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What Makes a Developer Happy?

Today was a pretty good day for me - programming-wise. Even though I wasn’t too well (having trouble hearing in my left ear which is disorientating and makes conversation difficult), I feel the contentment of a day well spent.

So what made it a good day? Building stuff is the bottom line for me but that is a very broad term. Today, building stuff meant working with the Raphael library to make a graphic for a web app (a dynamic graphic, it’s not just a logo); refactoring the backend of said web app and reading various tech news.

News first. I was mainly reading about the architecture of Datomic, which is a really interesting take on databases. I would say it looks like the most developer friendly database implementation (in terms of the aims of the project) combined with some pretty powerful and flexible storage. I’m not sure how deploying it would work out, given it uses SQL or some other key-value-capable backend so it really adds another layer to your app’s architecture. The rationale page was music to my ears though so I will be trying out the free edition for sure.

The refactoring I worked on today was a bit of “technical debt” that had been hanging around for a while. It was as a consequence of not understanding how to split up and compose together templates (and partial templates, snippets) with enlive. I had another go at reading the tutorials and this time it just felt easy. They could definitely do with simplifying though. The reason this was so enjoyable was that writing and refactoring Clojure code is generally a very fun endeavour. I generally have a SLIME session open with emacs and I just recompile the code or compile the function I’m changing, then check those functions in the REPL in emacs. In other words, development can be very fast. Also, enlive is hands-down the best templating system I’ve ever used. It’s great that it can be used both for templating and for web scraping (or in my case, integration tests checking the contents of DOM nodes).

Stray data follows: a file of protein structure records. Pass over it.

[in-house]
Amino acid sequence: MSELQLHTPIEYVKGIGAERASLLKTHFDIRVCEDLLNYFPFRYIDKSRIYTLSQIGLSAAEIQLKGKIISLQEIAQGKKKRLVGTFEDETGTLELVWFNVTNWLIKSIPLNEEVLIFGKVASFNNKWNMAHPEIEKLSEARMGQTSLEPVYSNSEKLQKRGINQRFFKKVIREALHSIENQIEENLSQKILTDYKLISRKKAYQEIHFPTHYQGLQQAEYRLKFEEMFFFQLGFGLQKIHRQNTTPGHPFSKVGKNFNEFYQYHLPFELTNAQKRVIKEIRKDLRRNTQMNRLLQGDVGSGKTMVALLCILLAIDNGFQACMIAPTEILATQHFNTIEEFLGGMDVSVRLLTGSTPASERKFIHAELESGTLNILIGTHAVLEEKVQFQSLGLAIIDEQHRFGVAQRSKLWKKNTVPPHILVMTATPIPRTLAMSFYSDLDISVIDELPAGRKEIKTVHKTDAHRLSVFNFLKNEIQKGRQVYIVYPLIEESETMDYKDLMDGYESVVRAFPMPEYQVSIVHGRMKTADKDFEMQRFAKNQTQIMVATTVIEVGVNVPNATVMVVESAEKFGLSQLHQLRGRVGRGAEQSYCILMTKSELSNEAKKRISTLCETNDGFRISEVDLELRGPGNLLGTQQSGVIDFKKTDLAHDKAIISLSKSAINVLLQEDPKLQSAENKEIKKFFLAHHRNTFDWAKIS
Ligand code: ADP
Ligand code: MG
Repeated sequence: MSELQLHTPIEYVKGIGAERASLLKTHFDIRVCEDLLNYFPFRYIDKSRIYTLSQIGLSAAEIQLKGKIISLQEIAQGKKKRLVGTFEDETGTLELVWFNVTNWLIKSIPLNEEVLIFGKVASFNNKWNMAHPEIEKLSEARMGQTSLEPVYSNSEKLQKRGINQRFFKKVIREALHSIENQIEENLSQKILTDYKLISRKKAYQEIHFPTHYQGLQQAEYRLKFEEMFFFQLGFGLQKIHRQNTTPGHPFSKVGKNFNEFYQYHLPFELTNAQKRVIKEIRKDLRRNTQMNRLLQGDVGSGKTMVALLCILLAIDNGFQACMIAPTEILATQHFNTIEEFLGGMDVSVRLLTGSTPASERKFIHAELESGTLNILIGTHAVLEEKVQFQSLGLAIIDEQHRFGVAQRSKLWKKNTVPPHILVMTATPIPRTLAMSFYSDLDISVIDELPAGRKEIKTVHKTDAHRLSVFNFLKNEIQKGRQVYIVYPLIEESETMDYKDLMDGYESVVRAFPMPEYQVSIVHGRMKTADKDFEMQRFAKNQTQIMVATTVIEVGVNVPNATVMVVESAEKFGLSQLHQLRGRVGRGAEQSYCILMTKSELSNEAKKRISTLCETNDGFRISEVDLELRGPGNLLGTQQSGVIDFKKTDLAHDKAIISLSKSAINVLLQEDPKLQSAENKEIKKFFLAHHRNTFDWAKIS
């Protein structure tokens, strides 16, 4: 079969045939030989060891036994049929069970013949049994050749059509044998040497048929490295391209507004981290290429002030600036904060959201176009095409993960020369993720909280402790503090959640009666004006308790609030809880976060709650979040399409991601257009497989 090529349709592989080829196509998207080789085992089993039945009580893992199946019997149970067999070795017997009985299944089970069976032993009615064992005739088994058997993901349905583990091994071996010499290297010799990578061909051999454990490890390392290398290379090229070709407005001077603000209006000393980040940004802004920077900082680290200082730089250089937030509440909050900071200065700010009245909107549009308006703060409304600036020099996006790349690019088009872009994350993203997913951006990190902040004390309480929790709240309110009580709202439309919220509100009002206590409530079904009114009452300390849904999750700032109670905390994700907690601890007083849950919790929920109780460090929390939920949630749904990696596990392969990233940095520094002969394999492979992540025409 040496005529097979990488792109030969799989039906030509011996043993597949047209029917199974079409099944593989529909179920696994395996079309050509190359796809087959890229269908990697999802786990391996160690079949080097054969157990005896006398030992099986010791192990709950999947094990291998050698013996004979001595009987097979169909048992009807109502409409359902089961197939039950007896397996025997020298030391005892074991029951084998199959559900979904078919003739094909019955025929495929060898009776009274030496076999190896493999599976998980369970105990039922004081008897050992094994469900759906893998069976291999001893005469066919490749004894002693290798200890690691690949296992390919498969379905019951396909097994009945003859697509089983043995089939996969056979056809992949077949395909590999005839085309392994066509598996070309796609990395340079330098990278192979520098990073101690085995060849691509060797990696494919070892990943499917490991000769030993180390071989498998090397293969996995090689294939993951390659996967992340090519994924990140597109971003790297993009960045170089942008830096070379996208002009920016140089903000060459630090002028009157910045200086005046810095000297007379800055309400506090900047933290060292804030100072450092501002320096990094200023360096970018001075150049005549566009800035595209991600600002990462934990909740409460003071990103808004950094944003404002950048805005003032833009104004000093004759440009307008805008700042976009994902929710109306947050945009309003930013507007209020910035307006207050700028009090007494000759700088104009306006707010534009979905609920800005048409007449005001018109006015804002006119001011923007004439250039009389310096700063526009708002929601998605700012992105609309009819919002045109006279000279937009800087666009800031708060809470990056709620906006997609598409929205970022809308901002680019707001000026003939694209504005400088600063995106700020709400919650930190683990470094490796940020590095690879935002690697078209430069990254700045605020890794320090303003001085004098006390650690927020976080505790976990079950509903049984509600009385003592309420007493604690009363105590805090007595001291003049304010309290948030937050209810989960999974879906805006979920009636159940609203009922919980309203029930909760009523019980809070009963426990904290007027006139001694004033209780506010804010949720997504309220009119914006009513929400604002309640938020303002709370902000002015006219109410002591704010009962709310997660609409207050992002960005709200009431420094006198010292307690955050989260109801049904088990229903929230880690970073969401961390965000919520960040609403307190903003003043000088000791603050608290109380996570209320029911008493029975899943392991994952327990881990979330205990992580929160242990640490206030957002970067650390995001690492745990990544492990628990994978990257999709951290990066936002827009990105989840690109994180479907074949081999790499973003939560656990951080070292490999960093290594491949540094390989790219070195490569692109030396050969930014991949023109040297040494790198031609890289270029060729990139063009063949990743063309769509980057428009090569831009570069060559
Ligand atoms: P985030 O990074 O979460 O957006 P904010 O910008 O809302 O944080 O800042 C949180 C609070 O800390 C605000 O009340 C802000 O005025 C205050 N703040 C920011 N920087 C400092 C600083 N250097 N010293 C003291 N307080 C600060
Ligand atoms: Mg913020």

Working with Raphael for creating scalable graphics is also really fun. Previously I had tried out Paper.js (which is an abstraction over HTML Canvas). There were a couple of problems with Paper.js. Firstly it is bizarre - the documentation is somewhat held back by only showing examples of so called PaperScript, which I couldn’t see how I could use. It’s essentially Javascript with a bunch of functions added to various prototypes by the looks of things. The issue was I am rendering one graphic per item in a (more-or-less) 100 length list and I couldn’t see a simple way to define one PaperScript thing and feed it parameters to draw all the slightly different versions of the graphic. I decided to try out Raphael and immediately found it vastly simpler for defining the sort of simple shapes I needed to draw. Raphael is a small javascript library for generating SVG (or VML where that is supported). The biggest downside of using Raphael instead of Paper.js is that, according to What can I use… the Android browser only started supporting SVG in version… 3.0!!! That truly does deserve multiple exclamation marks of sheer disbelief. Google, the open web? Really? That means, according to the Platform versions page on the Android developer site, as I write this, over 85% of Android users are on 2.x or lower and SVG won’t work in their default browsers. SVG is pretty damn old - initial release in 2001. This does not a happy developer make. Still, might have to come up with a fallback option for people using primitive devices, we will see.

Working with 2D graphics, such as with Raphael, usually involves some trigonometry and today was no exception. I really suck at trig so this was the main stumbling block. It really was very simple stuff - finding the coordinates of a point on a circle - but I’ve forgotten it all from school. I pushed through all that, scribbled furiously on paper until I convinced myself I knew what I was doing and by the end of the day I had shapes arranging themselves at my command - and even rotating them all slightly for every item in the list. Essentially I love it when things work, maybe not the first time, but before I get a headache - that’s the happiness benchmark for me.

The secret underlying all this, and all that I haven’t said, is there is no secret to developer happiness. If I’m anything to go by, we thrive on autonomy, creativity and problem solving. It is very strange that so many employers are averse to providing any form of autonomy to their developers because that has to put a damper on anyone’s aspirations. At Digital Science we are generally encouraged to come up with ideas all the time and execute them. But one of the best aspects for me is how we’re all able to hack on the infrastructure. See something that could be better? Fix it. If I couldn’t mix working on UI stuff, web backends, databases, deployment (Chef) and frivolous fun then this wouldn’t be nearly as worthwhile.

Happy hacking.